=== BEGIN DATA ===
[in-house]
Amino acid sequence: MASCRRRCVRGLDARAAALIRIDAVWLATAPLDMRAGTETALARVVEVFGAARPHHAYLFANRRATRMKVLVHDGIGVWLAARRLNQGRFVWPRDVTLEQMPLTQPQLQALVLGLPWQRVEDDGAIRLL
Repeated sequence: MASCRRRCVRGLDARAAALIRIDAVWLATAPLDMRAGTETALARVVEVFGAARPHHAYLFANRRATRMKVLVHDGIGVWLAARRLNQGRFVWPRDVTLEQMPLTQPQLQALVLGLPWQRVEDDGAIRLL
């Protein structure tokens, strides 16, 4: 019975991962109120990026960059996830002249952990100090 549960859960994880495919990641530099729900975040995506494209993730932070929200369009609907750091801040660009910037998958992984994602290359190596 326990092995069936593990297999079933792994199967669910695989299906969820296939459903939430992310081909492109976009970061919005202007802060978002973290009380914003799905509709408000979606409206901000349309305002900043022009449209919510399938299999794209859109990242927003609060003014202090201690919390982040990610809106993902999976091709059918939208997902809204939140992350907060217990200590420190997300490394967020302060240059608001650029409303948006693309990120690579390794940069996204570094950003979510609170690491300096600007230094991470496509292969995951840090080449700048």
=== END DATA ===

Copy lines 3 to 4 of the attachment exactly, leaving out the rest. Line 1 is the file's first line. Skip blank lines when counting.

Repeated sequence: MASCRRRCVRGLDARAAALIRIDAVWLATAPLDMRAGTETALARVVEVFGAARPHHAYLFANRRATRMKVLVHDGIGVWLAARRLNQGRFVWPRDVTLEQMPLTQPQLQALVLGLPWQRVEDDGAIRLL
């Protein structure tokens, strides 16, 4: 019975991962109120990026960059996830002249952990100090 549960859960994880495919990641530099729900975040995506494209993730932070929200369009609907750091801040660009910037998958992984994602290359190596 326990092995069936593990297999079933792994199967669910695989299906969820296939459903939430992310081909492109976009970061919005202007802060978002973290009380914003799905509709408000979606409206901000349309305002900043022009449209919510399938299999794209859109990242927003609060003014202090201690919390982040990610809106993902999976091709059918939208997902809204939140992350907060217990200590420190997300490394967020302060240059608001650029409303948006693309990120690579390794940069996204570094950003979510609170690491300096600007230094991470496509292969995951840090080449700048």